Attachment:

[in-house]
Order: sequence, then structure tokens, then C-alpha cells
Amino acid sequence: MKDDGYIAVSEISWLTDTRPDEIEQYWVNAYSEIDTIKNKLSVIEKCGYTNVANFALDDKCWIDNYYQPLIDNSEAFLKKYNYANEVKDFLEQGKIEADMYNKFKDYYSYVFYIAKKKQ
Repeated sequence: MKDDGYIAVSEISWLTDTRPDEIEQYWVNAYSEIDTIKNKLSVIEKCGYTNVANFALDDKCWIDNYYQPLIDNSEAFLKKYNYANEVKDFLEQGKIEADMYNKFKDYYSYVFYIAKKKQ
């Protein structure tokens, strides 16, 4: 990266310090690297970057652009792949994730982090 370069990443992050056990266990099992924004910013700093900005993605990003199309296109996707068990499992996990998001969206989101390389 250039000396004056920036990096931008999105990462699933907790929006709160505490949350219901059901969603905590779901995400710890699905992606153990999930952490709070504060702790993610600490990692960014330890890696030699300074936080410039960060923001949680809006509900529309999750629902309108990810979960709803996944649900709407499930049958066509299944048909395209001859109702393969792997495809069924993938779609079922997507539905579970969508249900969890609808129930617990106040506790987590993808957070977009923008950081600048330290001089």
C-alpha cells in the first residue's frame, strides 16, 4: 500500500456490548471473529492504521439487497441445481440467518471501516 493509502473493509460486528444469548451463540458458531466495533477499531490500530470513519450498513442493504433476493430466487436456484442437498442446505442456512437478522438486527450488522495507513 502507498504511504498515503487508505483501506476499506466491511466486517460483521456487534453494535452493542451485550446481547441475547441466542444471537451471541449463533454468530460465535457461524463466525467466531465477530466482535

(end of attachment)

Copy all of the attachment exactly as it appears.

[in-house]
Order: sequence, then structure tokens, then C-alpha cells
Amino acid sequence: MKDDGYIAVSEISWLTDTRPDEIEQYWVNAYSEIDTIKNKLSVIEKCGYTNVANFALDDKCWIDNYYQPLIDNSEAFLKKYNYANEVKDFLEQGKIEADMYNKFKDYYSYVFYIAKKKQ
Repeated sequence: MKDDGYIAVSEISWLTDTRPDEIEQYWVNAYSEIDTIKNKLSVIEKCGYTNVANFALDDKCWIDNYYQPLIDNSEAFLKKYNYANEVKDFLEQGKIEADMYNKFKDYYSYVFYIAKKKQ
């Protein structure tokens, strides 16, 4: 990266310090690297970057652009792949994730982090 370069990443992050056990266990099992924004910013700093900005993605990003199309296109996707068990499992996990998001969206989101390389 250039000396004056920036990096931008999105990462699933907790929006709160505490949350219901059901969603905590779901995400710890699905992606153990999930952490709070504060702790993610600490990692960014330890890696030699300074936080410039960060923001949680809006509900529309999750629902309108990810979960709803996944649900709407499930049958066509299944048909395209001859109702393969792997495809069924993938779609079922997507539905579970969508249900969890609808129930617990106040506790987590993808957070977009923008950081600048330290001089």
C-alpha cells in the first residue's frame, strides 16, 4: 500500500456490548471473529492504521439487497441445481440467518471501516 493509502473493509460486528444469548451463540458458531466495533477499531490500530470513519450498513442493504433476493430466487436456484442437498442446505442456512437478522438486527450488522495507513 502507498504511504498515503487508505483501506476499506466491511466486517460483521456487534453494535452493542451485550446481547441475547441466542444471537451471541449463533454468530460465535457461524463466525467466531465477530466482535